[Re “State Auditor: Vermont’s Soaring Spending on Homelessness Lacks Vision,” July 28]: It’s worth noting the time and resources Burlington Mayor Miro Weinberger spent on a new City Hall Park while simultaneously turning a blind eye to Battery Park — in the Old North End, of course. He allows folks to pitch tents whenever and wherever they want. Some are even migrating into the park extension going down Battery Street. A special few are getting free laundry and bathroom services, as they are utilizing the public fountain for those purposes. Bravo, Miro, on your utter lack of involvement in this matter! Jennie Elsman



Strange, isn’t it, how much pleasure you feel, watching the spirals of the sprinkler, sparkling their circles. Listening to their ticking stream and spray. Imagining the grass Rising to morning’s unqualified occasion. Votes are in, counted. Someone’s waiting to be notified. Two years from now. Another round of this. In our country, the pleasure of not knowing. You like thinking of the mind as lawn and pavement.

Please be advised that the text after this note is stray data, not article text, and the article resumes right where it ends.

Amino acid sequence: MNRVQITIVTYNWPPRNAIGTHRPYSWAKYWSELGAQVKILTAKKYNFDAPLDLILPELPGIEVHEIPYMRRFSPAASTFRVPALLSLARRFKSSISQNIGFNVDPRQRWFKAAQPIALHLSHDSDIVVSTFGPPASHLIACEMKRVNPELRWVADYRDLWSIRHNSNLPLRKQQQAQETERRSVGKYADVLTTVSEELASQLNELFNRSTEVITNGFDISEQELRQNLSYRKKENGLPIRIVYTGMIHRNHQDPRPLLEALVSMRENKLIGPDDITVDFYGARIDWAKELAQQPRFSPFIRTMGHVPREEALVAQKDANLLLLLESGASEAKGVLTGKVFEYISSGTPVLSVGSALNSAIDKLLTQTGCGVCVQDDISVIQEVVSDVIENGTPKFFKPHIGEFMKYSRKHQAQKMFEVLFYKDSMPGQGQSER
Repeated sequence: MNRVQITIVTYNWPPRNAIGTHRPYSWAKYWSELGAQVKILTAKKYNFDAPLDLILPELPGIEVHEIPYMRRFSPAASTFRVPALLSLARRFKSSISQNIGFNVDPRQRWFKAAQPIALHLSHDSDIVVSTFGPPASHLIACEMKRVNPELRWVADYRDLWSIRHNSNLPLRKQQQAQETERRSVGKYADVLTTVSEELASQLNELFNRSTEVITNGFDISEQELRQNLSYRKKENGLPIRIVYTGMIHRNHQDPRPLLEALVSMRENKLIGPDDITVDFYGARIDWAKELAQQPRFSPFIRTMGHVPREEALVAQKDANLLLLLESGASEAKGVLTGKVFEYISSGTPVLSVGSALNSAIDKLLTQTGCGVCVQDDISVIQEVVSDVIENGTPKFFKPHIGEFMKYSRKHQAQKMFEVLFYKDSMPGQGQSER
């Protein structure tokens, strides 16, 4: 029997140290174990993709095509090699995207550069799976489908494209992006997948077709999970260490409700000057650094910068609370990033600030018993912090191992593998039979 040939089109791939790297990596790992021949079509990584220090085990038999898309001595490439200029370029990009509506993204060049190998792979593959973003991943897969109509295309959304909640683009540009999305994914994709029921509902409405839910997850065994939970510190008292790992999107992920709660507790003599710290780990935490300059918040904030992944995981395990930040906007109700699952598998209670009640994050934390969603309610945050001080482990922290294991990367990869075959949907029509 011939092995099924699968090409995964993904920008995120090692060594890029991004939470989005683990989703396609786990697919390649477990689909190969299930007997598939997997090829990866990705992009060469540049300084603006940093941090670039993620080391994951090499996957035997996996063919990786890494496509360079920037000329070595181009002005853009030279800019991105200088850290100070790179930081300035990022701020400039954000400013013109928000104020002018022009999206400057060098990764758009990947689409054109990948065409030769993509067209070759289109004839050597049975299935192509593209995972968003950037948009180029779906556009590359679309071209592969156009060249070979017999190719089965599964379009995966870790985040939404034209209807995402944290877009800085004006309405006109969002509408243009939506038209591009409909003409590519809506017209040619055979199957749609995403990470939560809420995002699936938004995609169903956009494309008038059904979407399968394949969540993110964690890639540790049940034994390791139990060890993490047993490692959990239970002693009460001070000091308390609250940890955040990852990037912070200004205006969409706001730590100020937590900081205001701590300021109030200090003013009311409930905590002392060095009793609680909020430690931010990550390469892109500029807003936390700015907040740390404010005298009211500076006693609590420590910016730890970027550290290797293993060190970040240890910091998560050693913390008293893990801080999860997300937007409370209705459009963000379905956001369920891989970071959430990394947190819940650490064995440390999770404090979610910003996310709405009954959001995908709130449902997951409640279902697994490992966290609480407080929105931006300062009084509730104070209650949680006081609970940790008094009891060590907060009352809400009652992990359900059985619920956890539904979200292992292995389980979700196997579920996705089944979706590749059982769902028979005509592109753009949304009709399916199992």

Seven Days eulogizing the Burlington Free Press is premature [“Stayin’ Alive,” July 6]. Like Kodak, which invented and could have debuted digital photography but bankrupted itself sticking with film, legacy newspapers chose denial. Meanwhile, innovation is replacing or reviving them: Seven Days is a weekly example in Vermont, as is a daily example. Family-owned since 1799, New Hampshire’s Keene Sentinel is another daily example. Exemplarily innovative, the University of Vermont’s Center for Community News is expanding nationwide, “training citizens at every stage of life on the ethics, mechanics, and skills of responsible local journalism.” Carrying their smartphones, these trained citizens can cover and file their stories from anywhere. Time was when local newspapers hereabouts had a stringer in every village — and avid readers. Time is when they can return with their local knowledge, holding one’s notebook, recorder, camera and typewriter in one hand.